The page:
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Genetic diversity in a collection of apple (Malus x domestica Borkh.) cultivars as revealed by RAPD markers
Published September 19, 2007

A collection of 151 apple cultivars was investigated with 7 RAPD primers generating 71 informative bands, to evaluate genetic variability and relatedness. All cultivars presumably derived through genetic recombination were distinguished whereas identical DNA profiles indicated that some cultivars had arisen as sports. A cluster analysis and a P...CO did not reveal any distinct geographic patterns, but there was a weak tendency for Swedish and foreign cultivars to differentiate.. Many cultivars however clustered together with either one of their parents or with siblings. Overall genetic diversity among the 151 cultivars was estimated with Nei's diversity index (H), 0.269, and with Shannon's index (H'), 0.594. The cultivars were also analysed in six groups, according to time of origination and country of origin, with an average H = 0.262 and H' = 0.546. No major differences in genetic diversity were observed over time or space, although the group with recent, foreign cultivars had the lowest diversity (FL = 0.235, H' = 0.493). Comparison between the entire material and a subset with 94 mandate cultivars chosen for preservation in Sweden, showed similar genetic diversity: HFN.rj1E = 0.268, frE,NTIRE, = 0.593 and HMANDATE = 0.263, WMANDATE = 0.575. No major differences in band frequencies were observed between these two sets, but 5 RAPD bands were missing in the set with mandate cultivars.

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Characterization of quince (Cydonia oblonga Mill.) cultivars using SSR markers developed for apple
Published September 2, 2009

Quince (Cydonia oblongaMill.) is a minor fruit crop, which is primarily used for marmalade, jam and sauce.Very few quince cultivars are known all over the world and in many cases similar names are used for presumably different cultivars. The aim of the present study was to evaluate and characterize the genetic diversity of 36 quince cultivars a...nd selections with SSR markers. Seven out of 8 SSR markers designed from apple sequences could successfully yield amplification also in quince cultivars. Number of alleles per locus ranged from 2 to 3 alleles. These allele numbers are quite low when compared to apple. It is supposed to be the consequence of a genetic bottleneck. In spite of the low allele number per locus, the 36 quince cultivars formed 30 different genotypes. The ratio of homozygosity was low, which might be coupled with the self-(in)compatibility phenotype of quinces. SSR markers proved unable to differentiate putatively closely related cultivars (e.g. ‘Bereczki’ and ‘Bereczki bôtermő’). In general, the level of polymorphism among the tested quince genotypes was much restricted due to the low allele number detected. However, it must be considered that the number of analysed SSR loci is not enough high to estimate the overall heterozygosity of the quince genome. Further experiments are needed and the SSR markers proved to be a reliable and useful tool for such analyses.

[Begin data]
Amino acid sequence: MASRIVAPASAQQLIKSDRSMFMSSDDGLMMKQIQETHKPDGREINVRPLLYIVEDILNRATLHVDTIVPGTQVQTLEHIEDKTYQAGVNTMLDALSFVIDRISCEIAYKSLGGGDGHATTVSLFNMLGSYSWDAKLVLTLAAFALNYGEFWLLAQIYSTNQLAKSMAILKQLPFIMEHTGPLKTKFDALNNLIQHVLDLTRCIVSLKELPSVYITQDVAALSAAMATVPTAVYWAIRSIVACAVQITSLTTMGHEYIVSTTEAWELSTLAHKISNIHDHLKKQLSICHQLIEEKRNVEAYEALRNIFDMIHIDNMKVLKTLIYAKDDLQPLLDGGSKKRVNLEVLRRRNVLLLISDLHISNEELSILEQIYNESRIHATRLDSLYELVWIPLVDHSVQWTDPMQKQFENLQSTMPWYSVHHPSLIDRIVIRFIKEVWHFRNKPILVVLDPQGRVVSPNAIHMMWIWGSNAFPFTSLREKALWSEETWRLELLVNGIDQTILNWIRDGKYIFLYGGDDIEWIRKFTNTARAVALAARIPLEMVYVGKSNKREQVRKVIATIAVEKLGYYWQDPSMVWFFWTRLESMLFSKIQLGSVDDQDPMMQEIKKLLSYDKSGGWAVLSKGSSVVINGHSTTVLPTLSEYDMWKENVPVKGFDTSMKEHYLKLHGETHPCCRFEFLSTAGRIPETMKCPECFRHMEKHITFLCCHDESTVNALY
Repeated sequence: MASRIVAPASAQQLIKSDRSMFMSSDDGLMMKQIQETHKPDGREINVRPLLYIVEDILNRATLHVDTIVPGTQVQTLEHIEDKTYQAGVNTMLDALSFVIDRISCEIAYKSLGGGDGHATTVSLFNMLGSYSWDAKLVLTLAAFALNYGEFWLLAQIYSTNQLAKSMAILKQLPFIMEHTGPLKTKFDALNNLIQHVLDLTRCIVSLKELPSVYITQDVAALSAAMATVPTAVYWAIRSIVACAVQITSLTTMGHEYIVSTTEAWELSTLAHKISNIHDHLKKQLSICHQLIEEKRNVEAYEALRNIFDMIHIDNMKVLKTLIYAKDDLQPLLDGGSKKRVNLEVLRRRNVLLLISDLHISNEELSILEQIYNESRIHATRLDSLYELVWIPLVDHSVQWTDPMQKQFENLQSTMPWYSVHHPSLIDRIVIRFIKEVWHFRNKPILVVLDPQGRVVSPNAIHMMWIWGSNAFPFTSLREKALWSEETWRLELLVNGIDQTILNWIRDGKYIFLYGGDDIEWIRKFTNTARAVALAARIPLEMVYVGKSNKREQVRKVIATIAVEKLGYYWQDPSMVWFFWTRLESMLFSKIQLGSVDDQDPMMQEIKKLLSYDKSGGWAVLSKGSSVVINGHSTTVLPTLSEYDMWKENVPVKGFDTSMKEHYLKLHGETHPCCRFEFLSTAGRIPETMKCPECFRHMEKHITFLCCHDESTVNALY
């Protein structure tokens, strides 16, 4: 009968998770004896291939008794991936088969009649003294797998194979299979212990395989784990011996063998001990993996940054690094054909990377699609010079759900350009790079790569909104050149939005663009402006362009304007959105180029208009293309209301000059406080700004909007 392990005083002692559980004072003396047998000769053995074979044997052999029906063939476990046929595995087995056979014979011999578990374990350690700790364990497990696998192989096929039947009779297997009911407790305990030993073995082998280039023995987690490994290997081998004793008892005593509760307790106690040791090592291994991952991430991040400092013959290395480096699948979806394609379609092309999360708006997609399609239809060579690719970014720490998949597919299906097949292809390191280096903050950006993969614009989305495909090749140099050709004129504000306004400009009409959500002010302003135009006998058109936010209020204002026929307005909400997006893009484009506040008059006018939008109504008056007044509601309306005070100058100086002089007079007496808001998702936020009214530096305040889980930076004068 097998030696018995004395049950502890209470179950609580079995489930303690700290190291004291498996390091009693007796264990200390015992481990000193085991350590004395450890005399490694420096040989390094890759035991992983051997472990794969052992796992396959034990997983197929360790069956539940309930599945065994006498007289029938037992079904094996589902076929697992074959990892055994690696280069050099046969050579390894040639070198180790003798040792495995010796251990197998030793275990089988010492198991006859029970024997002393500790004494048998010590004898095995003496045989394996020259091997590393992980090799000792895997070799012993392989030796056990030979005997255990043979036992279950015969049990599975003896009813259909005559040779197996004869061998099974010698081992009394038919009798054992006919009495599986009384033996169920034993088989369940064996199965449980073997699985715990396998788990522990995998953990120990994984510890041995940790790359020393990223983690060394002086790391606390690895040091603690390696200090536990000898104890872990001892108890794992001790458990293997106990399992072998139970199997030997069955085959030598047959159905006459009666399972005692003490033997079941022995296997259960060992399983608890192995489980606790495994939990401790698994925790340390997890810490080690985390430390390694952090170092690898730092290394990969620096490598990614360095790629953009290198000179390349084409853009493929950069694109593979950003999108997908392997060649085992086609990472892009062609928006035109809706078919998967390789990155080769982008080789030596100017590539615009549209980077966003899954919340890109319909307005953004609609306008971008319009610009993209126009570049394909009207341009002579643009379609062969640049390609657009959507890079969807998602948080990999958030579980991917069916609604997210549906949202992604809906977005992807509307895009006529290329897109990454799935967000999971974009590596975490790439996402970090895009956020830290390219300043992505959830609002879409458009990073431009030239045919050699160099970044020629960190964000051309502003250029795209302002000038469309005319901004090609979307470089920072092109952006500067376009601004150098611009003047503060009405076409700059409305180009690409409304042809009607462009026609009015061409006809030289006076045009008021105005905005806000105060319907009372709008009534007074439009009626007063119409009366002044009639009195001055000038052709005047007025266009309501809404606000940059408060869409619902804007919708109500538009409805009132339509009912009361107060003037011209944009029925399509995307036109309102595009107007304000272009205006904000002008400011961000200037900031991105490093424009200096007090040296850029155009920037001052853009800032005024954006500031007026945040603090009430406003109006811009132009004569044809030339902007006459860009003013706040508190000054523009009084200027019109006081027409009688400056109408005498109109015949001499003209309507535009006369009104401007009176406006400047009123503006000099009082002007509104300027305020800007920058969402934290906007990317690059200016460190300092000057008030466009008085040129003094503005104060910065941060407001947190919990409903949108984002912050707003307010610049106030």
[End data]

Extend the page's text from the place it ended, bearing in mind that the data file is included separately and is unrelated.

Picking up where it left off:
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Molecular characterization of apricot (Prunus armeniaca L.) cultivars using cross species SSR amplification with peach primers
Published June 20, 2006